Anita Superson challenges the traditional picture of the skeptic who asks, "Why be moral?" While holding that the skeptic's position is important, she builds an argument against it by understanding it more deeply, and then shows what it would take to successfully defeat it. Superson argues that we must defeat not only the action skeptic, but the disposition skeptic, who denies that being morally disposed is rationally required, and the motive skeptic, who believes that merely going through the motions in acting morally is rationally permissible. We also have to address the amoralist, who is not moved by moral reasons he recognizes. Superson argues for expanding the skeptic's position from self-interest to privilege to include morally unjustified behavior targeting disenfranchised social groups, as well as revising the traditional expected utility model to exclude desires deformed by patriarchy as irrational. Lastly she argues that the challenge can be answered if it can be shown that it is, in an important way, inconsistent and therefore irrational to privilege oneself over others. The Moral Skeptic makes an important contribution to both metaethics/moral theory and feminist philosophy, and brings feminist thinking into the larger discussion of the skeptical challenge.
A rational explanation of 27 paranormal phenomena - from walking over hot coals to spontaneous combustion - that appear to defy the laws of science.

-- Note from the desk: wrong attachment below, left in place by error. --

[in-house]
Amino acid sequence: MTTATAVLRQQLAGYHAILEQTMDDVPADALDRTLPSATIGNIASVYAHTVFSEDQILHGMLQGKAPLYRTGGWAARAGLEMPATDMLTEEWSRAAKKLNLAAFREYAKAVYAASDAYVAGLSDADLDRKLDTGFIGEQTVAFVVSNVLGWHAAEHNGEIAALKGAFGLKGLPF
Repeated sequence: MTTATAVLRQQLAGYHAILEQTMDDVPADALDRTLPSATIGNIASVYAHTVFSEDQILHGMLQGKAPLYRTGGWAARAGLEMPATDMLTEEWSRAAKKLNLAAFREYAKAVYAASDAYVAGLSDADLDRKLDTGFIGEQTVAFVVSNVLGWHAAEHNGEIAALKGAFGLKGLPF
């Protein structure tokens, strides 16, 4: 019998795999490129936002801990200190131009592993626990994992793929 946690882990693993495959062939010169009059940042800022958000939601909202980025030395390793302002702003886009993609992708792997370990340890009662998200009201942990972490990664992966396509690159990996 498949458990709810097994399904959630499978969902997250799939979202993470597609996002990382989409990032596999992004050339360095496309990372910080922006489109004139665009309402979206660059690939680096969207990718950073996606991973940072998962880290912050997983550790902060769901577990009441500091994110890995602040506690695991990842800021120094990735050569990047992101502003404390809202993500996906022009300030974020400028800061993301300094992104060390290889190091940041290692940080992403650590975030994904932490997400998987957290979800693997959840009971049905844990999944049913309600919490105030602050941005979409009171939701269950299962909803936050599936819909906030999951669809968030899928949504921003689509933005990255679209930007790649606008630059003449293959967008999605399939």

"Data is here, it's growing, and it's powerful." Author Cathy O'Neil argues that the right approach to data is skeptical, not cynical––it understands that, while powerful, data science tools often fail. Data is nuanced, and "a really excellent skeptic puts the term 'science' into 'data science.'" The big data revolution shouldn't be dismissed as hype, but current data science tools and models shouldn't be hailed as the end-all-be-all, either.
The essays of leading scholars collected in this volume focus on Salomon Maimon’s (1753-1800) synthesis of 'Rational Dogmatism' and 'Empirical Skepticism'. This collection is of interest to scholars working in the fields of history of philosophy, metaphysics, epistemology, rationalism and empiricism as well as Jewish Studies.
Through his provocative and influential work, most notably The Culture of Desire and A Queer Geography, Frank Browning has proven himself to be an erudite and intellectual writer with deep insights into the fusion of culture and identity. In his new book The Monk and the Skeptic, Browning examines the intersection of sexuality and religion through the framework of conversations between the author and a gay priest to discuss the nature of secular and spiritual friendship; religious thought on same-sex marriage; the relation of the body to God; the mission of charity enacted by the drag troop Sisters of Perpetual Indulgence; the biblical prohibitions on improper pleasures of the body; and the history of how the church has viewed the body and desire. Browning manages to bring in a host of influences to his discussion: Descartes, Locke, Greek Myth, Christian Myth, Buddhist myth, Harry Potter, St. Thomas Aquinas, as well as modern writers like Jeanette Winterson, John Boswell, and Daniel Mendelsohn. The result is an engaging, timely, and very modern discourse on how the self and sexuality has been interpreted throughout the ages.